[Review] Panzer Paladin – Nintendo Switch

Panzer Paladin
Reading Time ~ 4 minutes
Panzer Paladin Switch

Panzer Paladin
Release 21/07/2020
Switch version tested
Review code providednintendospacer


A Tale of Flame and GRIT

If you couldn’t tell by my handle, I’m a bit of a fan of retro and retro-inspired games. And Tribute Games have proven themselves to be quite skilled in making some great retro-inspired games. Panzer Paladin is no exception to this.

Drawing inspiration from several games, Panzer Paladin truly is a Tribute (see what I did there?) to vintage platformers. You play as Flame, a rescue android who pilots a giant mech named GRIT. Weapon shaped asteroids are falling to Earth and are acting as portals for occult monsters. You must defeat ten bosses (similar to the 8 robot masters from Mega Man, but with no “golden order”) across ten different countries and retrieve the weapon shaped asteroids from them. After doing so, you must make your way through the Inverted Tower (the “Wily’s Castle” of the game) and defeat Ravenous.

The gameplay is pretty straight forward. Attack, jump, throw, and a Castlevania: Symphony of the Night-esque back-dash. Pressing the select button allows Flame to jump out of GRIT and traverse the levels on foot (think Blaster Master). Flame wields an energy whip to attack enemies. She can also use the whip to swing from certain points to cross spike pits and other hazards. There are also walls that can be destroyed to reveal hidden areas.

NSwitchDS PanzerPaladin

Some enemies will drop weapons when you kill them, which come in three different classes: cut (swords), impact (clubs), and pierce (spears). Weapons are the main focal point in this game. Each weapon has limited durability and once you break it, it’s gone for good. You can throw any weapon, dealing massive damage but also breaking the weapon in the process. Every weapon has a “spirit burden” attached to it. If your burden level is too high, it puts you in a risk of danger. Personally, I haven’t figured out what this does. It seems to be kind of pointless.


The most unique gimmick in the game is breaking weapons yourself to unleash spells.

These range from buffing your attack power or defence to giving you wings allowing you to fly to temporarily shooting long-range blasts from your weapons. Each stage has two checkpoints (one midway and one before the BOSS BATTLE) that you activate by plunging a weapon into the ground. You lose said weapon, but more than likely, you’ll have a couple weak, disposable weapons sitting uselessly in your inventory that you can sacrifice.

NSwitchDS PanzerPaladin

At the midway point of each stage, you fight The Horseman who (much like Protoman) is neither really a good guy nor a bad guy. After defeating The Horseman, he drops a random weapon that has been created and uploaded by players from all across the world. This is where the Blacksmith mode comes in. You can create, design, and spec out your own weapon and upload it to the server, allowing it to be obtained by other players after they defeat The Horseman.


The music in this game is absolutely phenomenal!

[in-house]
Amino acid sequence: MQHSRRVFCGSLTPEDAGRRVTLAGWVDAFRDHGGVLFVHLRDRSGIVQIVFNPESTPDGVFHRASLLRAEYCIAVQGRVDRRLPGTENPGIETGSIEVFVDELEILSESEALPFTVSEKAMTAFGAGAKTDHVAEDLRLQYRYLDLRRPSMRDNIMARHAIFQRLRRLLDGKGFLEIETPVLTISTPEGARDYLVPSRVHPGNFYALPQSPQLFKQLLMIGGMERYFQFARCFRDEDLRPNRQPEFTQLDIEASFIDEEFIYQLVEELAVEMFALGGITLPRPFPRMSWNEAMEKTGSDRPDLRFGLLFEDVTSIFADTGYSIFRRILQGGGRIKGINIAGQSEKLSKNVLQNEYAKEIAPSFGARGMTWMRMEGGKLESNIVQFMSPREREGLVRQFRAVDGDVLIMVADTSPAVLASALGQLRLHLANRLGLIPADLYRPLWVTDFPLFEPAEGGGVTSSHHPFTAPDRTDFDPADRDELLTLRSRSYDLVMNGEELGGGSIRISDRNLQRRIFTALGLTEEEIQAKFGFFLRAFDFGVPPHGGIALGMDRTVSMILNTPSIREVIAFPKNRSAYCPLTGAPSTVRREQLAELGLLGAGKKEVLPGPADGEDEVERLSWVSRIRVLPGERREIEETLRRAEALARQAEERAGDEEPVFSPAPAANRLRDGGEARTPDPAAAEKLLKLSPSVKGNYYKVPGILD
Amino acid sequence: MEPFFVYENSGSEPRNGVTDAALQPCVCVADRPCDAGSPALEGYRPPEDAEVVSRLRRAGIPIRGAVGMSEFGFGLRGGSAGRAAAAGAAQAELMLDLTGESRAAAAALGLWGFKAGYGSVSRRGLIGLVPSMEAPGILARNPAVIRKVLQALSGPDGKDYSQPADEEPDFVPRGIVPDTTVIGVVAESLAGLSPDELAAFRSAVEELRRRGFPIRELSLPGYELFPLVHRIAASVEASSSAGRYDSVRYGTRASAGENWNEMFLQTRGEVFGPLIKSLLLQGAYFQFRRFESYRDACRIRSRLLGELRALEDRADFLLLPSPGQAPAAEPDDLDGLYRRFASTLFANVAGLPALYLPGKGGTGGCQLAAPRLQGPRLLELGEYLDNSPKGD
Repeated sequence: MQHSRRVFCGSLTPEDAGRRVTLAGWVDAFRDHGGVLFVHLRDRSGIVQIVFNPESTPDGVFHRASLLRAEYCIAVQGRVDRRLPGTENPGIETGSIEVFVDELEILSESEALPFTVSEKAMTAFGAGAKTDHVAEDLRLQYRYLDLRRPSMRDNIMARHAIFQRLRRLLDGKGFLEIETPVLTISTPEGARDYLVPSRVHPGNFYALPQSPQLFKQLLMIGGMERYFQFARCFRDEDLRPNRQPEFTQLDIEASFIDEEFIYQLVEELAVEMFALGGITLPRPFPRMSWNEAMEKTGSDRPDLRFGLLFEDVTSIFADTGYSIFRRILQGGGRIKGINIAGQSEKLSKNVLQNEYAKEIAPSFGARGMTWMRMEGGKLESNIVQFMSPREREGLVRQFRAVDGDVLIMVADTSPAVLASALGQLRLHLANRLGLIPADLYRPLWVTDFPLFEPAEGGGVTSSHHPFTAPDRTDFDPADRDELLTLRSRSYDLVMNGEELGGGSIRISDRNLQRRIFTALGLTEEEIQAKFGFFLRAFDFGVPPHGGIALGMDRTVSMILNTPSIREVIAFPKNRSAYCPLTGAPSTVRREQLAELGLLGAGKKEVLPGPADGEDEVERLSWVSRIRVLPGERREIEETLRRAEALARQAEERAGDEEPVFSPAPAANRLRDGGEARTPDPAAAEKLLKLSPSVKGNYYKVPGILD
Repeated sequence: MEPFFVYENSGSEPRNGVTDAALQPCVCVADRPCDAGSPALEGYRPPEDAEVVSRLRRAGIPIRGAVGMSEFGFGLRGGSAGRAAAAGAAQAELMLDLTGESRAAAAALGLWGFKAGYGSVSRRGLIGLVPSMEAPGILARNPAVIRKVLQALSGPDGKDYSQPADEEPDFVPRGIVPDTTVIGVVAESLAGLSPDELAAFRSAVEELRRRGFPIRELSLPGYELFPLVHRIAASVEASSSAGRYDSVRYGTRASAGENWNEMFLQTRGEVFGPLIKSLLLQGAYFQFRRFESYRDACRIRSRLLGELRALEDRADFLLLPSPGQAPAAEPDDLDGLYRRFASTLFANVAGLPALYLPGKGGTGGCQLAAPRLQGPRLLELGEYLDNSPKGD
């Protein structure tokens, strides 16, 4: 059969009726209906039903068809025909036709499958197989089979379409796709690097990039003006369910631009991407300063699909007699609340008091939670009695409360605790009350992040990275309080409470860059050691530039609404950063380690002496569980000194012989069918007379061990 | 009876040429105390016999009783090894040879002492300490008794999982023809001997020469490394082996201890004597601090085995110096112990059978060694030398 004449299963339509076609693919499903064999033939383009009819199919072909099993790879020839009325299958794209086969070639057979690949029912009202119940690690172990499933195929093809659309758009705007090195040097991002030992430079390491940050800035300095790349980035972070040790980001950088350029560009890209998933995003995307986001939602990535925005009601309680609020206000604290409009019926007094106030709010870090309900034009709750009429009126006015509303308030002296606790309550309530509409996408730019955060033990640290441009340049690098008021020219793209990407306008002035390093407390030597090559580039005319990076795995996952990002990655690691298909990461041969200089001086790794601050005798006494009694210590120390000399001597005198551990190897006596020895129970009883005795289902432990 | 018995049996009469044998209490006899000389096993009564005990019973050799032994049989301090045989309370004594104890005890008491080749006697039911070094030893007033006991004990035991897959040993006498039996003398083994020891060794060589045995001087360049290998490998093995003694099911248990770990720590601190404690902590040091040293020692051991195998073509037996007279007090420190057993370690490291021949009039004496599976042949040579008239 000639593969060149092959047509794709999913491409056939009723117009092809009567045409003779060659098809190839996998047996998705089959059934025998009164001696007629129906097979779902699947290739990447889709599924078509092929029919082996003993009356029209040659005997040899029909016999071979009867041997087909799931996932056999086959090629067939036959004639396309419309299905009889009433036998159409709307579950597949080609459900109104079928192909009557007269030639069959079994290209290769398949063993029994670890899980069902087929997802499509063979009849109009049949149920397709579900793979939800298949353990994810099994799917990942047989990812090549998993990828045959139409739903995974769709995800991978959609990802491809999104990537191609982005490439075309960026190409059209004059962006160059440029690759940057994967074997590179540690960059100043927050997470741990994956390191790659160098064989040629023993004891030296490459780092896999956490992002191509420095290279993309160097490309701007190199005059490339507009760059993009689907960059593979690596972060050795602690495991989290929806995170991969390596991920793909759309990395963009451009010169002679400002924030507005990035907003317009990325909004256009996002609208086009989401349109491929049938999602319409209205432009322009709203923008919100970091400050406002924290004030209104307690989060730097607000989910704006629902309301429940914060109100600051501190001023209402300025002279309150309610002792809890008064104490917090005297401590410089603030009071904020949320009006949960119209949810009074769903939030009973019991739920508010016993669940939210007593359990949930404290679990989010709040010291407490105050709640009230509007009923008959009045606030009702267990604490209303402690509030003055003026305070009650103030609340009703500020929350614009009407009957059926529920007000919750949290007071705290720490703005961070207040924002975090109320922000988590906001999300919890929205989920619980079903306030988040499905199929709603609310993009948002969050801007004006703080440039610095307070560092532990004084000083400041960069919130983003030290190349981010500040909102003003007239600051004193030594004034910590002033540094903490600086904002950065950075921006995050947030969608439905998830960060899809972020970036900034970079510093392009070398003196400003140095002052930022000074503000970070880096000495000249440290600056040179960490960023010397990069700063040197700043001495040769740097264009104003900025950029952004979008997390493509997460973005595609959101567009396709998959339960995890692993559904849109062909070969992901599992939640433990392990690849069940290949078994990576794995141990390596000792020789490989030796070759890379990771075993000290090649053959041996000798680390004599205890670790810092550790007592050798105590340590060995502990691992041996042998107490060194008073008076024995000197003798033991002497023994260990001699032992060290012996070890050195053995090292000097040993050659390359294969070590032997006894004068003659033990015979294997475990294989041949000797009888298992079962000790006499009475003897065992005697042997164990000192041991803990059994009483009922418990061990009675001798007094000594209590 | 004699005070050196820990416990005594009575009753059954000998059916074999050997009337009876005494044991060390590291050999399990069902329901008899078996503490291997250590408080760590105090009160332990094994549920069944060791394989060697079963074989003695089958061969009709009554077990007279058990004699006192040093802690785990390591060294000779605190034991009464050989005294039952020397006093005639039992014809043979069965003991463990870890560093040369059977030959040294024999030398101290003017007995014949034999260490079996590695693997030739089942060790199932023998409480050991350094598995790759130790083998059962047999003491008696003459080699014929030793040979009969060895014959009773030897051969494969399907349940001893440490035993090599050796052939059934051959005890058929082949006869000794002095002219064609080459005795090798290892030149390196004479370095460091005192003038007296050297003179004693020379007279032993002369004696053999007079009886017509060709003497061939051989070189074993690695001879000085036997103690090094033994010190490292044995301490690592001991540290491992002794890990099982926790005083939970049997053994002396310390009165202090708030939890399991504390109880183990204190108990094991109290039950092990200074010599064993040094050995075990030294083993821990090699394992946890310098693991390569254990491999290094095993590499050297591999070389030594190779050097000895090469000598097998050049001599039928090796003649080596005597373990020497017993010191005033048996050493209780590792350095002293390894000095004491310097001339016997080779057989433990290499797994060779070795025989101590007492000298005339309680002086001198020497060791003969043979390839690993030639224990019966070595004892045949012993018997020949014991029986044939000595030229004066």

The amazing chiptune soundtrack will bring memories flooding back of games past. My personal favourite tune is the Scotland level, which is also one of my favourite levels as far as design goes. The controls are tight and easy to master. And the graphics are a blast from the 8-bit past and work perfectly for the game.

After completing the game, you unlock a remix mode that changes up the stages and adds more difficult enemies and bosses. You also unlock a “Tournament mode” that is essentially a boss rush that allows you to compete for the top spot on the global leaderboards. And if you enjoy speedrunning, there’s also a speed run mode.

There’s also a levelling system that uses weapons to increase your health bar. Honestly, this feels a bit tacked on since you only increase it four times and after that, there’s no use for it. They could have simply added collectable health tanks hidden throughout the stages to increase health or added more to the levelling system (increase attack, defence, weapon durability, etc.).


Panzer Paladin - Gameplay Trailer


Final Words:

For $19.99/£16 this game has a good amount of content. It’s a fairly straight forward and simple game, which isn’t a bad thing at all. If you’re looking for something similar to Mega Man but without the incredible difficulty, it’ll scratch that itch. Or if you’re just looking for a great platformer that pays tribute to its predecessors while adding a couple unique mechanics, go ahead and pick it up. I definitely recommend it!



Score: 9.5

nintendospacerPlatform: PC, Nintendo
Release Date: 21/07/2020
No. of Players: 1
Category: Action, Platformer
Developer: Tribute Games
Publisher: Tribute Games
Website: www.panzerpaladin.com
Twitter: @TributeGames
Download link: eShop

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3 thoughts on “[Review] Panzer Paladin – Nintendo Switch

  1. A title I would otherwise have overlooked – looks and sounds awesome and that levelling up system is wicked. Great write up – Panzer Paladin has just leapfrogged up the wishlist!

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